Terrance Harlan, who filed to run for township trustee, was thrown off after former East St. Louis mayor and current township supervisor candidate Alvin Parks Jr. objected to Harlan’s nominating petitions. Harlan was previously convicted of possession of a controlled substance.
Harlan was not present at the hearing.
Parks also filed an objection in an effort to have current Township Clerk Harry Hollingsworth removed from the ballot, but it was denied by the board. He cited previous convictions, but the cases were misdemeanors.
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Keith Randolph filed objections against Anthony Tarvin, Raymond Bonds and Nathaniel McCloud, who are all running for trustee. Randolph’s objection to Tarvin was thrown out after he did not include his home address in his objections. He then withdrew objections to Bonds and McCloud.
Courtney M. Hoffman II, a candidate for East St. Louis Township supervisor, brought 10 objections. He later withdrew objections against supervisor candidate Dorothy Joshway, trustee candidates McCloud, Tarvin, Edith Moore, Michael Roberts, Harlan, Hollingsworth, and current supervisor Tommy Dancy.
Hoffman’s objection against Raymond Bonds, who is running for trustee, was denied.
Ryan Neal, an attorney who represented Bonds, said Hoffman did not include clear and sufficient facts in his objections. He only wrote conclusions that Bonds’ petitions were legally insufficient, but did not point to anything specific.
Hoffman also objected to the entire East St. Louis 1st Party, which includes Harlan, Roberts, Moore, and trustee candidate Scott Randolph, Dancy and Hollingsworth. That objection was ultimately denied.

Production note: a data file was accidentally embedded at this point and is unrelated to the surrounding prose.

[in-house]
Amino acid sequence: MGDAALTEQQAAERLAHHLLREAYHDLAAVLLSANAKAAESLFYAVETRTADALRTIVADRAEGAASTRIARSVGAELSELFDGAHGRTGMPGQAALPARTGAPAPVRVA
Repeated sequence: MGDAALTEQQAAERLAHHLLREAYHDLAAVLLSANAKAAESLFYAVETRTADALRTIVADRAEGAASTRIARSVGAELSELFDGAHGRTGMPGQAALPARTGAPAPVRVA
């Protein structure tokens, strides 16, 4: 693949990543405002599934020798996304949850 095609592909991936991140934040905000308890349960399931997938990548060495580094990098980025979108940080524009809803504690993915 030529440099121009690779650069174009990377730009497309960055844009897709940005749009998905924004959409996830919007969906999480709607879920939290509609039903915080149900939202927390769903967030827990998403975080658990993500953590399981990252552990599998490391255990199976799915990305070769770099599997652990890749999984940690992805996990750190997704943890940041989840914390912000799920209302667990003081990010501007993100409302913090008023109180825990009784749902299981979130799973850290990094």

Van Lear Eckert, an attorney representing the slate of candidates, argued Hoffman didn’t include in his written objection any facts stating why the slate of candidates wasn’t qualified.
Hoffman did say three of the six members of the slate did have felonies; however, Eckert said Hoffman did not include the information in his written objection that he filed.
Hoffman did point out the party did not fill out a state form detailing names of party officers who could fill vacancies. Board attorney Richard Sturgeon said the absence of the form does not prevent them from being a party.
“You can’t just come in and say ‘he’s not qualified,’” Sturgeon said. “You need to point out how he’s not qualified.”
However the hearing did become combative at times between Sturgeon and Hoffman.
“I just want to present my case because I need it for the record,” Hoffman said. “I want to get a fair hearing. I would like my opportunity to present my case in full without being interrupted.”
“We’re not going to be intimidated by you,” Sturgeon replied. “Stay within your arguments made within your objection.”
“You don’t get to say this person is bad,” Sturgeon also said. “That’s what you did in all of your objections. The board is fair. We’re not cheering for anyone.”